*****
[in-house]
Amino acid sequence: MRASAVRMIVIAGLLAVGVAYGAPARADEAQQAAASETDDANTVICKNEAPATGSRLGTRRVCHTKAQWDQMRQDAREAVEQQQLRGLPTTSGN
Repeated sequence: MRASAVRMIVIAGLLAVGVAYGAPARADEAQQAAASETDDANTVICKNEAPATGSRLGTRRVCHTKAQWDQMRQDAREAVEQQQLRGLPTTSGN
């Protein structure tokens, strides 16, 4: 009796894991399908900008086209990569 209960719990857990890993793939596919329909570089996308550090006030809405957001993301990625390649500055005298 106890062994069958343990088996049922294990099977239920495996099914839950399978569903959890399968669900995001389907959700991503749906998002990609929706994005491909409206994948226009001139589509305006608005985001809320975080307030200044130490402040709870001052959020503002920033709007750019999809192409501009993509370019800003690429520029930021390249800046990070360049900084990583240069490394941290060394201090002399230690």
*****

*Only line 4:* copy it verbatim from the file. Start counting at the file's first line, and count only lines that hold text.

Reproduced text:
């Protein structure tokens, strides 16, 4: 009796894991399908900008086209990569 209960719990857990890993793939596919329909570089996308550090006030809405957001993301990625390649500055005298 106890062994069958343990088996049922294990099977239920495996099914839950399978569903959890399968669900995001389907959700991503749906998002990609929706994005491909409206994948226009001139589509305006608005985001809320975080307030200044130490402040709870001052959020503002920033709007750019999809192409501009993509370019800003690429520029930021390249800046990070360049900084990583240069490394941290060394201090002399230690």